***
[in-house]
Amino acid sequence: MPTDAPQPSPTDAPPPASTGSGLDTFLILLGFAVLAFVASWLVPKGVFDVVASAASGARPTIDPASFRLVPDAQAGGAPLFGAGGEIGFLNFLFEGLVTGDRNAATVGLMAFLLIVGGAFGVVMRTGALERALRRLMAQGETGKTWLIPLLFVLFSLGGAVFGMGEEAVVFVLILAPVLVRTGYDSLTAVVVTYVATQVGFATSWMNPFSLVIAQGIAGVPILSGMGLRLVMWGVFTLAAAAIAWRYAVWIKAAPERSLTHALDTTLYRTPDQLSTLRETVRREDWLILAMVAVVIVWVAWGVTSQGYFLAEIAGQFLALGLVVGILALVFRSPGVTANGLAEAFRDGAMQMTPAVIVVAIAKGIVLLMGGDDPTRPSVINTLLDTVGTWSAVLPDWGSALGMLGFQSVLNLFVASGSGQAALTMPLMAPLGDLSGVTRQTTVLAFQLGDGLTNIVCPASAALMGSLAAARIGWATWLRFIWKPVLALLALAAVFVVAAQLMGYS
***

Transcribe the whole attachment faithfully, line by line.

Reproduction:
[in-house]
Amino acid sequence: MPTDAPQPSPTDAPPPASTGSGLDTFLILLGFAVLAFVASWLVPKGVFDVVASAASGARPTIDPASFRLVPDAQAGGAPLFGAGGEIGFLNFLFEGLVTGDRNAATVGLMAFLLIVGGAFGVVMRTGALERALRRLMAQGETGKTWLIPLLFVLFSLGGAVFGMGEEAVVFVLILAPVLVRTGYDSLTAVVVTYVATQVGFATSWMNPFSLVIAQGIAGVPILSGMGLRLVMWGVFTLAAAAIAWRYAVWIKAAPERSLTHALDTTLYRTPDQLSTLRETVRREDWLILAMVAVVIVWVAWGVTSQGYFLAEIAGQFLALGLVVGILALVFRSPGVTANGLAEAFRDGAMQMTPAVIVVAIAKGIVLLMGGDDPTRPSVINTLLDTVGTWSAVLPDWGSALGMLGFQSVLNLFVASGSGQAALTMPLMAPLGDLSGVTRQTTVLAFQLGDGLTNIVCPASAALMGSLAAARIGWATWLRFIWKPVLALLALAAVFVVAAQLMGYS